The language used in Section 110, Civil P. C., is simple and makes it clear that if the decree appealed from affirms the decision of the Court below there would be no right of appeal unless a substantial question of law is involved. There is no reason why we should introduce new words in the section and say that the expression 'affirms the decision of the Court below' necessarily means 'affirms the decision substantially' or means 'affirms the decision on grounds other than costs.' If the decree of the Court below has been varied, no matter to what extent, the decree cannot be one of affirmance.
4. These observations in so far as they express the view that a variation of the order of costs is also a variation of the decree are in the nature of an obiter. 54 ALL. 146 in which these observations were made was a case in which a portion of the subject-matter of the suit was varied against the person who was seeking an appeal to His Majesty in Council though the subject-matter of variation was below Rs. 10,000 and other members of the Bench did not express any view on the question whether a variation with regard to costs would render a decree of this Court a decree of variance. On the other hand, the Calcutta, Madras, Patna and Oudh Courts have consistently held that a variation in the matter of costs only is not a decree of variance and gives no right of appeal: see Chaitanya Charan v. Mohammad Yusuf ('22) 9 A. I. R. 1922 Cal. 316; Vadivelammal v. Bajaratnam Mudaliar A. I. R. 1923 Mad. 30; Sabitri Thakurain v. Suraj Mohan Thakur ('33) 20 A.I.R. 1933 Pat. 703 and Mujibur Bahman Khan v. Sha-traunji Ji ('34) 21 A.I.R. 1934 Oudh 433.
5. Very often the decrees of the Courts below provide for a time in which certain act is to be done by parties which time generally expires during the pendency of the appeal or before the appeal is filed and very often when the appeals are dismissed against such decrees, applications are made for extension of time provided by the decrees of the Courts below and such extensions are usually granted; very often having regard to the conduct of the parties and other considerations which arise in the case while the decision of the Court below is affirmed in appeal, the order of costs is varied. Can it be said in such cases that the decree of the High Court is not a decree of affirmance of the decision of the Court below and is it open to a person in whose favour the variation in the above circumstances has been made to appeal as of right to the Privy Council and open up before the Privy Council the controversy relating to the subject-matter of the suit on which there are concurrent findings? No doubt, the language of Section 110 is wide enough to cover the case of any variation, but we are of opinion that the language should be restricted to variation with regard to the subject-matter of the suit and should not be extended to those variations which are not strictly the subject-matter of the suit and which are matters in the discretion of the Court. For the purpose of the valuation of appeal to His Majesty in Council, costs are not taken into consideration and are treated as extraneous to the subject-matter of the suit.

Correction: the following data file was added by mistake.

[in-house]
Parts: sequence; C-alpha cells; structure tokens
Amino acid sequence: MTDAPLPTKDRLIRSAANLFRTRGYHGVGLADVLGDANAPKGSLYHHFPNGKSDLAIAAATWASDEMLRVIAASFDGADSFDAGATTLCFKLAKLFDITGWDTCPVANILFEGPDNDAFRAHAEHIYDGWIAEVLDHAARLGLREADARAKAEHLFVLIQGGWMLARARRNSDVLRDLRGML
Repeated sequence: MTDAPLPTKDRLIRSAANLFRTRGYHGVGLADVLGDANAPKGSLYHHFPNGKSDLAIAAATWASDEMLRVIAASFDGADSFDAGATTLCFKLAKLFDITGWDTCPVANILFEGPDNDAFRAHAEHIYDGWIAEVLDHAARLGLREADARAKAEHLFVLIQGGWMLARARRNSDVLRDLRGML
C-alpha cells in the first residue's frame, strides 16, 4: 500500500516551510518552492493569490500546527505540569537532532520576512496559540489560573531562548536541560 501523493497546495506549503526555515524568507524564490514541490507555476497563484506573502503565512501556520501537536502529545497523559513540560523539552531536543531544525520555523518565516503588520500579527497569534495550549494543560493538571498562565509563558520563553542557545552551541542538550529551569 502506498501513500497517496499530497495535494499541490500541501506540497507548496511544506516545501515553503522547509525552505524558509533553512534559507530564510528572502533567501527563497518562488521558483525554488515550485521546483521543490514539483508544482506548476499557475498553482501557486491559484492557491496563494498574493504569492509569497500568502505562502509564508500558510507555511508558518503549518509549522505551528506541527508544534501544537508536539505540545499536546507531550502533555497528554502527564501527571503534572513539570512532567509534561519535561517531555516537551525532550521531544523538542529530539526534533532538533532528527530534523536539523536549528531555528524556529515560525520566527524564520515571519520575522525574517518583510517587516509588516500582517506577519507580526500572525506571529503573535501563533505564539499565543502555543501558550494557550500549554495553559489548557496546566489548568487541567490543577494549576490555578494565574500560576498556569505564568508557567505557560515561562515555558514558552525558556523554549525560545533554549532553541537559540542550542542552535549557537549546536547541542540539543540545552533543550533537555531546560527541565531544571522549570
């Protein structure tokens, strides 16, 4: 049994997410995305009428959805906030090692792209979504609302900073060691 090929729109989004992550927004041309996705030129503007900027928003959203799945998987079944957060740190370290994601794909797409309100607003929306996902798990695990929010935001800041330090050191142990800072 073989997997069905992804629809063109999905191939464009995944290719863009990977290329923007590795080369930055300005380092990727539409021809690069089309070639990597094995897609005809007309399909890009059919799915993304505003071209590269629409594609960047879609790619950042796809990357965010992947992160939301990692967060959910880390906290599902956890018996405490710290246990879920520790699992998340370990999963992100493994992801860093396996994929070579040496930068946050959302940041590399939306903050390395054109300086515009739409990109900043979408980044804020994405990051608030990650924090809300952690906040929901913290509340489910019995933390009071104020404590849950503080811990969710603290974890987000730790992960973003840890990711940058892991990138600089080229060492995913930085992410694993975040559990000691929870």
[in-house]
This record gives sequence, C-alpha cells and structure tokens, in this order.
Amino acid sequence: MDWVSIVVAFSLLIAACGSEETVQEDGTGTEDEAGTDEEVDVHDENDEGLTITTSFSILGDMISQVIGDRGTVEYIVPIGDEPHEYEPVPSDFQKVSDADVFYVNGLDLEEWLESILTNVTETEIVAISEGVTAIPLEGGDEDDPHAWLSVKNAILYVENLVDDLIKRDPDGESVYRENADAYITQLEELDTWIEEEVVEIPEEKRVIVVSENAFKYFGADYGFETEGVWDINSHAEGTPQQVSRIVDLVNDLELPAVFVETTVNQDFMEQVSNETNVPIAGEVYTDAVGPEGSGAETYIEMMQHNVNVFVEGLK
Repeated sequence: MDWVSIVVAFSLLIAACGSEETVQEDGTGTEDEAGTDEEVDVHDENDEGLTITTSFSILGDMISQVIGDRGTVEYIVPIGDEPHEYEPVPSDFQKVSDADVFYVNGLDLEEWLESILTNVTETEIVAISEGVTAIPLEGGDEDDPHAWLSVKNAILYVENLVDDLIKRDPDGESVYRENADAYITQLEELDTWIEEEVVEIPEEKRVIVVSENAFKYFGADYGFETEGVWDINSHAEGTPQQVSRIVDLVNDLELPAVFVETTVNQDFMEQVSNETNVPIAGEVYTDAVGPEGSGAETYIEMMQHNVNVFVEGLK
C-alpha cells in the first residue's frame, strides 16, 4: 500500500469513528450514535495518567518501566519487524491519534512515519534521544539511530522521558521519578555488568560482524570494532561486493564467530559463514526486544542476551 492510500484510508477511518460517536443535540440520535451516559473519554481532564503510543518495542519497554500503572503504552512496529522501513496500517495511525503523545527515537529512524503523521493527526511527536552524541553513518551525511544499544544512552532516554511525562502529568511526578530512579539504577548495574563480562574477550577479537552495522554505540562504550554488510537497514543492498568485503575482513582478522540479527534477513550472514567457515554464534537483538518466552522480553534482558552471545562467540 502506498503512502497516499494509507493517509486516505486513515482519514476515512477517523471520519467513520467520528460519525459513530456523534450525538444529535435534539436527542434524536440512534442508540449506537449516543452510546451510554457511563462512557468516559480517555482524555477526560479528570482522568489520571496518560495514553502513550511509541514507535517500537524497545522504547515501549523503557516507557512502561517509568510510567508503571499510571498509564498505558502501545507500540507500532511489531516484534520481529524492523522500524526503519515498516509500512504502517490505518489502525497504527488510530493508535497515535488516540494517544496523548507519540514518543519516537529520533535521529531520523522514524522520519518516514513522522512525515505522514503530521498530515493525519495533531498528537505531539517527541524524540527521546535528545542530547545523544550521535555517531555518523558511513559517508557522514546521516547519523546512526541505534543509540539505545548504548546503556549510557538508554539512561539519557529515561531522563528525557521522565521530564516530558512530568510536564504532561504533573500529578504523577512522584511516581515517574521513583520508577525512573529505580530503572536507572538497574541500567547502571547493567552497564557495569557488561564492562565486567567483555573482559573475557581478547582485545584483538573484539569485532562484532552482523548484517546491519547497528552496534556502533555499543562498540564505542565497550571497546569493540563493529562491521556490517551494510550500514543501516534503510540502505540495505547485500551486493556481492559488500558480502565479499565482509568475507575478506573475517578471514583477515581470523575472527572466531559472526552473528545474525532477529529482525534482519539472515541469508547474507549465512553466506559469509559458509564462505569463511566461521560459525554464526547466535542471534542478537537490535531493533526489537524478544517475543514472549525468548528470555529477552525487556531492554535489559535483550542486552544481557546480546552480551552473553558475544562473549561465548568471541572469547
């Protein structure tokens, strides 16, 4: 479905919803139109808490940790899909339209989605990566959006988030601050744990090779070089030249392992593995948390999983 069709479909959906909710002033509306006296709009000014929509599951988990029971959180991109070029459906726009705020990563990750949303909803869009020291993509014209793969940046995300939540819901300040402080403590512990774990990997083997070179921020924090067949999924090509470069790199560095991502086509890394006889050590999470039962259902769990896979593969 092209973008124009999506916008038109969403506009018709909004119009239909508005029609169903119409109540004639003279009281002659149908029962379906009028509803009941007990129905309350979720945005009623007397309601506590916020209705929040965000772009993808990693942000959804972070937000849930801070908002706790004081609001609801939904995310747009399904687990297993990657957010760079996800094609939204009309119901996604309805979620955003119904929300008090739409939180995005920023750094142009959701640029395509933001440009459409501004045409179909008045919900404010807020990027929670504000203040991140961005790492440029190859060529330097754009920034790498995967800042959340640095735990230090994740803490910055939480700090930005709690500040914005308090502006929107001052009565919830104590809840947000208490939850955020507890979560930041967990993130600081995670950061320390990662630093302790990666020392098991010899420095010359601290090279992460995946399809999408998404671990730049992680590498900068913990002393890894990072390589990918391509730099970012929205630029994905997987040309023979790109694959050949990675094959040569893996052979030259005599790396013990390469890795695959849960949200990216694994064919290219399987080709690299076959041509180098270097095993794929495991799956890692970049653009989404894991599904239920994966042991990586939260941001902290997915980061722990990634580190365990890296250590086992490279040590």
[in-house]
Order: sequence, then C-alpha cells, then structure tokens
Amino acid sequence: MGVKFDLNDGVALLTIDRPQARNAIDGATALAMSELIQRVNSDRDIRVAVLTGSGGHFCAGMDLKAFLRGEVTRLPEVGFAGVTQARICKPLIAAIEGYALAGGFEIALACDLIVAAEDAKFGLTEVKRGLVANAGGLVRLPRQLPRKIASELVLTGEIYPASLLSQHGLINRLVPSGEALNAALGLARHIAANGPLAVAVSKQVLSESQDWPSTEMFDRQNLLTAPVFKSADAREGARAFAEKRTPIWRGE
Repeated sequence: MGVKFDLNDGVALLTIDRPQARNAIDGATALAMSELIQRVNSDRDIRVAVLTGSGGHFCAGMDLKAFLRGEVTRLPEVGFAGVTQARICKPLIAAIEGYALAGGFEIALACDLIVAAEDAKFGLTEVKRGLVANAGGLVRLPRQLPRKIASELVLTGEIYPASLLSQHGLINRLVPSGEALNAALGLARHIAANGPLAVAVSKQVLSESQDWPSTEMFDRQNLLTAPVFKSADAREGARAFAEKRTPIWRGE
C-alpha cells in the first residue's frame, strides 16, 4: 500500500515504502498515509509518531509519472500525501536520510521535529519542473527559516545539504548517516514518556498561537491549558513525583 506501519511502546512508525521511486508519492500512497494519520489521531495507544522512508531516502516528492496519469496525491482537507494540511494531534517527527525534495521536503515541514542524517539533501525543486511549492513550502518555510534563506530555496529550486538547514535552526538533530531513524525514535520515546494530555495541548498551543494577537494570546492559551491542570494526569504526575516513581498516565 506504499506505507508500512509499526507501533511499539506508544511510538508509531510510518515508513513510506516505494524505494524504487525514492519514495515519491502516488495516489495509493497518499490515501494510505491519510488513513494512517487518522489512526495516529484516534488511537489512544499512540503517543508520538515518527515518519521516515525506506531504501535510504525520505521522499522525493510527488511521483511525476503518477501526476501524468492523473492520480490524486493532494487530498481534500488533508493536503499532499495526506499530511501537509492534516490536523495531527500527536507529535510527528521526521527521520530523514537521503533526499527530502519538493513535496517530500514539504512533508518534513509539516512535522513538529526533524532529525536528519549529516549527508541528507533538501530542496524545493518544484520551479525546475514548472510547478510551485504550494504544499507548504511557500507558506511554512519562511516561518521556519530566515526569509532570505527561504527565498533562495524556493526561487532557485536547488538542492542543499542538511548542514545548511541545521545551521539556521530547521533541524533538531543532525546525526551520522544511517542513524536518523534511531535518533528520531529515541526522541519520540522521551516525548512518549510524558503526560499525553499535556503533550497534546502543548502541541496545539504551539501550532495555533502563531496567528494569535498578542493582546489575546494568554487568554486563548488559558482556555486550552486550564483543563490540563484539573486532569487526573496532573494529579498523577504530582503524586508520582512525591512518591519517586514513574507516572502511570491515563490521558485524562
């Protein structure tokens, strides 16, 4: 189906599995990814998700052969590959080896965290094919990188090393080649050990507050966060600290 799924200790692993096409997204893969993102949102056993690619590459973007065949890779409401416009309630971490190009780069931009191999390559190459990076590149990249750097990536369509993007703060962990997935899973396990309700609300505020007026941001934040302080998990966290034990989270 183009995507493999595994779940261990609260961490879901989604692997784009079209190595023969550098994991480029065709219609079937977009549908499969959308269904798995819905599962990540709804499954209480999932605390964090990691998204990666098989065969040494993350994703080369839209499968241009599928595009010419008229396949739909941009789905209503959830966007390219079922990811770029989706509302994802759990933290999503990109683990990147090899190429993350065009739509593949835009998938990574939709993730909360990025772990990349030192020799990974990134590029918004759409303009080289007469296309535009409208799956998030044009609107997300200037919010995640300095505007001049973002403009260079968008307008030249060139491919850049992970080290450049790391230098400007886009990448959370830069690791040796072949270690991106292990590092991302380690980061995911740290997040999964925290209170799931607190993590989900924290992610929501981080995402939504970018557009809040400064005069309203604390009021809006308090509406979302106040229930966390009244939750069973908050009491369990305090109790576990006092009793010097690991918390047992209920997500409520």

6. In the case before us the decree of this Court has affirmed the decision of the Court below except in the matter of costs which exceeded Rs. 10,000; the variation is against the defendants and in favour of the plaintiffs. In the grounds of appeal which are set out in the two petitions for leave to appeal to His Majesty in Council neither the plain. tiffs nor the defendants have taken any specific objection to the order of costs. The grounds of appeal relate to other matters which were the subject matter of controversy in the two Courts and upon which the decree of this Court affirms the decision of the Court below. We do not think that under the cover of a variation of the order of costs the plaintiffs are entitled to take an appeal to His Majesty in Council as of right with regard to the subject matter of the suit about which the two Courts have given a concurrent decision. Leave therefore could only be granted to the plaintiffs if there be some substantial question of law involved in the case. The case raises a question of the construction of the preliminary decree and also raises a question of the jurisdiction of the Court which prepared the decree, but we do not think that the questions of law which arise in the case are substantial questions of law within Section 110, Civil P. C. The result is that both these applications are rejected but we direct that the parties shall bear their own costs in both of them.